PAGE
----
The JPO is working with Pratt, Lockheed, GE, the military services and Pentagon leadership on the BCA to calculate what combination would be effective for Block 4 upgrades and beyond. The BCA also is considering other capabilities in which the services have expressed interest, including additional range and fuel savings. Fick says the services should receive the data in the coming months, although the full BCA will not be complete until later in the year.
Pratt has been “deeply involved” in this process, drawing on lessons from the AETP effort and other investments through a Navy program to “bring in as much as we can in the existing F135 architecture” to maintain commonality, Latka says.
The JPO and Pratt also are making progress with the installation of a new coating for the engine’s turbine blades to protect against cracks that occurred in arid locations with a high amount of calcium, magnesium, aluminum and silicate. This was noticed when F-35s deployed to desert regions in the Middle East, and a new coating was included in engine production in the spring of 2020.
All engines produced in 2021 have the coating, as do those that have been repaired at the HMC. While the new coatings are not required for F-35s to deploy, Fick says it is a “best practice,” and the JPO works with operators to take only jets with the coatings replaced. Nonetheless, “sometimes it’s inevitable that you can’t [wait for the coating process to be completed], and so the aircraft will go anyway,” he adds.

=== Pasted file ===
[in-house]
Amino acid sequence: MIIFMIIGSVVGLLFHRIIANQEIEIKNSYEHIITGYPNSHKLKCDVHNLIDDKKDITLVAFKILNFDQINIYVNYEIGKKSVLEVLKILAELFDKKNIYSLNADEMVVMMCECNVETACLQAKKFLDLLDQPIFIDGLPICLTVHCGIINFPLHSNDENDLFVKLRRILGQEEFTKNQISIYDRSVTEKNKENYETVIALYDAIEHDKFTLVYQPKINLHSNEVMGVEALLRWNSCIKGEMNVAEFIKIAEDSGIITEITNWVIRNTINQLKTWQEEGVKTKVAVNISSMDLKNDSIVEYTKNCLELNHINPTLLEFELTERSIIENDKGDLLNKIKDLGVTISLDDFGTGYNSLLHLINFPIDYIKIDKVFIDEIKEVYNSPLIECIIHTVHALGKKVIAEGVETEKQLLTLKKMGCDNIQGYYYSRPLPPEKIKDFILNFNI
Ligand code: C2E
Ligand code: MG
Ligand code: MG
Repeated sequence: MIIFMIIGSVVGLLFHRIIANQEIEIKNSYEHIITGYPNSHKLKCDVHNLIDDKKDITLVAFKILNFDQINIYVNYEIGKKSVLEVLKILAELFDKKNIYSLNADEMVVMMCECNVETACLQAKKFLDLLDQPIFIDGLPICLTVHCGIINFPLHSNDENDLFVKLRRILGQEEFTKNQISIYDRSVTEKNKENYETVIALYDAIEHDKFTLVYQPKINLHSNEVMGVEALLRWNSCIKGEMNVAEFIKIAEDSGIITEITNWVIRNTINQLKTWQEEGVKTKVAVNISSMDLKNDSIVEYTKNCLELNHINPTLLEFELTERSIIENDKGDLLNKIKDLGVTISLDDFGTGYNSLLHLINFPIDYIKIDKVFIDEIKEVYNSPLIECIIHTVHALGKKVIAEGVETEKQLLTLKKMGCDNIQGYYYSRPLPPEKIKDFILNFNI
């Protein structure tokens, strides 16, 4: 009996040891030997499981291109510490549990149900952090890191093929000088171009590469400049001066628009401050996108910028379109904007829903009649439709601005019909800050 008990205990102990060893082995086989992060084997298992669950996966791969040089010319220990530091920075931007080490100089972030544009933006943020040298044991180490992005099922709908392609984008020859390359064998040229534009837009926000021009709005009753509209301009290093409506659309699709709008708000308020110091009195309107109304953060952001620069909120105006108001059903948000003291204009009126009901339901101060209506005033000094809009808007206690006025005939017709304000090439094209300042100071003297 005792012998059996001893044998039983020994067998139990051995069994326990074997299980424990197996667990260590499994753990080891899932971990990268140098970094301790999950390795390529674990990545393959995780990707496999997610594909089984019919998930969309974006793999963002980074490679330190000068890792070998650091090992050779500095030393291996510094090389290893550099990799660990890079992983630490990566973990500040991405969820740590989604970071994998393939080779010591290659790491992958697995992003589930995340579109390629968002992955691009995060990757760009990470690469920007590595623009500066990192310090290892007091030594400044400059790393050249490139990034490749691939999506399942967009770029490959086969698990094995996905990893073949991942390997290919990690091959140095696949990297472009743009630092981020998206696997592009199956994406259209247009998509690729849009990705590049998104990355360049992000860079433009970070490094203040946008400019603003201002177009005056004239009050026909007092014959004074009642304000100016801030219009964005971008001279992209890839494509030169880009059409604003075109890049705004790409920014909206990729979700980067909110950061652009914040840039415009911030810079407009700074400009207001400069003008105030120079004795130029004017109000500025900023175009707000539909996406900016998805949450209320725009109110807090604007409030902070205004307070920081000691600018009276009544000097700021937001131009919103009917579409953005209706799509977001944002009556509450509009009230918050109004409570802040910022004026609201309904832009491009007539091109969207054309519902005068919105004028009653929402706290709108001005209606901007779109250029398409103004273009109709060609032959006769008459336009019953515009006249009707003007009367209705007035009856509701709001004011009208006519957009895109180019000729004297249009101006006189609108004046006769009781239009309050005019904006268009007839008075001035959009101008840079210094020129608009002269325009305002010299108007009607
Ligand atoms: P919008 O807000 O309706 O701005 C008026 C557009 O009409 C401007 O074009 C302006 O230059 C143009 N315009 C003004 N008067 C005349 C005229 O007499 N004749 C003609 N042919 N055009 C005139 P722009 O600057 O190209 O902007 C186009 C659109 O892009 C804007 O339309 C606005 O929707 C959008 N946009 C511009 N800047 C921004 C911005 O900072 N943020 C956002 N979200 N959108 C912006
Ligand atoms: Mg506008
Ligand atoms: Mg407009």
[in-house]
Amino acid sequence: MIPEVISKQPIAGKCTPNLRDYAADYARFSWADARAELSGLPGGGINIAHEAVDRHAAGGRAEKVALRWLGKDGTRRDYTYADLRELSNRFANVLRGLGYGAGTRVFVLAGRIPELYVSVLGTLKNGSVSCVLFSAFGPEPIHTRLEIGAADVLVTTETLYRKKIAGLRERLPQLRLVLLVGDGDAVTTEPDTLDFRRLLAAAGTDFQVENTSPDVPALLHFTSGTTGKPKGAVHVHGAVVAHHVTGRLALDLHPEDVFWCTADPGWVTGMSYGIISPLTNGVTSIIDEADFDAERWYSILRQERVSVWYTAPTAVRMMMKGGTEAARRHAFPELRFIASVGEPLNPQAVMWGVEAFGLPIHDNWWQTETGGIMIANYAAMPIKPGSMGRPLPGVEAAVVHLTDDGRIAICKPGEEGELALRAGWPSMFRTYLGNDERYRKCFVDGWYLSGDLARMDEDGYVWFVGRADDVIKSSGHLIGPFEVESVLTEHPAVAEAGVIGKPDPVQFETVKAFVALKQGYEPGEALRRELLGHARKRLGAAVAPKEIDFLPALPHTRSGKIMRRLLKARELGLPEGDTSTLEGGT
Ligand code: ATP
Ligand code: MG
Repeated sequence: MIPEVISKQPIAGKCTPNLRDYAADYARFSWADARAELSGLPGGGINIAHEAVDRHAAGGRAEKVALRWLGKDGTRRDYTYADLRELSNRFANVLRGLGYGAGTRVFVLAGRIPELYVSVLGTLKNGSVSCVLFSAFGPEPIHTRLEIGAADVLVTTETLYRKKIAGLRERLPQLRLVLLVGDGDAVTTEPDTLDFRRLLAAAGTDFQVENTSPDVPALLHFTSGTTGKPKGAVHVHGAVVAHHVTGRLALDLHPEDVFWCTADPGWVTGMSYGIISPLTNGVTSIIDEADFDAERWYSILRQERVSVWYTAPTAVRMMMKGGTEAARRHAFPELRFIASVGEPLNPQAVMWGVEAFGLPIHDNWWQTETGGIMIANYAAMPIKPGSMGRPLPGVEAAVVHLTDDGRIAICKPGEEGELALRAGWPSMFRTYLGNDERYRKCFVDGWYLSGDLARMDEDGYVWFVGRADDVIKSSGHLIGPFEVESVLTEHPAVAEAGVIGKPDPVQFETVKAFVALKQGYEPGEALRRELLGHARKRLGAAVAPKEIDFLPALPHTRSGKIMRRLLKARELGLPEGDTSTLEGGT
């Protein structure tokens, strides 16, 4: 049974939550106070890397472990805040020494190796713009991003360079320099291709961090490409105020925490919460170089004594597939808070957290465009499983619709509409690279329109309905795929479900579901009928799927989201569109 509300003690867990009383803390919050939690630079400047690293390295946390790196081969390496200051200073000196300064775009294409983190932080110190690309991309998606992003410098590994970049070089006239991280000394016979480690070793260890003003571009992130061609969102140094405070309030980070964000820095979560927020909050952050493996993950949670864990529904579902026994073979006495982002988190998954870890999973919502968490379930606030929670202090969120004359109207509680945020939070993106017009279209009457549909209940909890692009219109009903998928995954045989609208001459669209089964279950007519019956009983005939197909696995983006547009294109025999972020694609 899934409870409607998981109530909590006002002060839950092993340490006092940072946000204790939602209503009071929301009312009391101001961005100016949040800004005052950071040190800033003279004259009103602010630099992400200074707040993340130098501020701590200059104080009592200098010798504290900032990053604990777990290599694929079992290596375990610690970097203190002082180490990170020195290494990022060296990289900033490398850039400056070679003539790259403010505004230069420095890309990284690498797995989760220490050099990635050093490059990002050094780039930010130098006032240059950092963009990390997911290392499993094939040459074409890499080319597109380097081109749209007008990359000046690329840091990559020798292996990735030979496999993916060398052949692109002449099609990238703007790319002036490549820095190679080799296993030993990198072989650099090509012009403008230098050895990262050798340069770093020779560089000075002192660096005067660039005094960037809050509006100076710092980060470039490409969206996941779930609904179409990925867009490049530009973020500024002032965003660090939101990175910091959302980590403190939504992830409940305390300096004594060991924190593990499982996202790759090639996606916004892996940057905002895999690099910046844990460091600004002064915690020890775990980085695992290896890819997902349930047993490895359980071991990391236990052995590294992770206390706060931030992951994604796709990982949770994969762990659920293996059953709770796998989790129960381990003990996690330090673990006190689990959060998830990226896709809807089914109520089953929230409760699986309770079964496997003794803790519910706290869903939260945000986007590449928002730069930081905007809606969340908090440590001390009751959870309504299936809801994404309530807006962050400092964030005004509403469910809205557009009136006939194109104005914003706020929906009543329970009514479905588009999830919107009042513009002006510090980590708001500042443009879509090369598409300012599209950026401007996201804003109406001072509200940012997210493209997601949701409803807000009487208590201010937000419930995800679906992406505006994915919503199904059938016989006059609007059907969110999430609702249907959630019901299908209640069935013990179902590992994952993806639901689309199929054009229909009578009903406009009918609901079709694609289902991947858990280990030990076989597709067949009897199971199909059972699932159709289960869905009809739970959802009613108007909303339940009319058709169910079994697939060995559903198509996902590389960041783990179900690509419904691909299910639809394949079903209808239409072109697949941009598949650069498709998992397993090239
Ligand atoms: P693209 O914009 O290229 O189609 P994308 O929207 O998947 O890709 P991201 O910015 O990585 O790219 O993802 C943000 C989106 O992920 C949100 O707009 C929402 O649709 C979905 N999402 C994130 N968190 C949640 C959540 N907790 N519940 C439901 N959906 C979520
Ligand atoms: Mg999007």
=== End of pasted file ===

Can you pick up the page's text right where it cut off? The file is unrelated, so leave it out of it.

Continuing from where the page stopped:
Lessons of Deployment
The F-35 fleet in 2021 saw two notable deployments at sea: F-35Cs aboard the USS Carl Vinson in the South Pacific and F-35Bs aboard the HMS Queen Elizabeth II in the Mediterranean. Each ship lost one F-35 while underway: An F-35C struck the ramp of the Vinson while landing in January, and an F-35B fell from the flight deck while attempting to take off from the Queen Elizabeth II in November. Fick says neither incident caused a fleetwide stand-down or other notification, and the Joint Program Office is continuing to support investigations of both incidents.
Beyond these mishaps, of which video leaked not long after they happened, the deployments are providing extensive lessons for the F-35 fleet. The first emerged when pictures of the F-35Cs aboard the Vinson were posted online with extensive corrosion to the jets’ low-observable coating.
Even more surprising, Fick says, was that the F-35Bs in the Mediterranean did not have any corrosion issues, pointing to environmental differences causing the problems.
“So we’re working to understand those things, to dig through them. We have folks working [on] that with both the users and Lockheed to try to understand the mechanisms, what might lead to the results that we saw differently on those two different platforms,” he says. “I don’t know the answer yet, but we’re working [on it].”
Additionally, the deployments are teaching the JPO about how to structure deployed spares packages. Fick points to a recent visit aboard the USS Nimitz when he inspected the small space that maintainers pack full of spare parts. The deployments are showing what parts will be needed.
“Because when you’re out at sea, you are truly an island unto yourself,” Fick says. “Making sure we got that right, I think, is going to be part and parcel of us really making a difference for the Navy, for the maintainers, for their ability to generate airpower.”
Since the F-35Cs operating in the South China Sea and the F-35Bs operating in the Med were presumably from different lots, isn't it more likely that there was a manufacturing error on the C lot?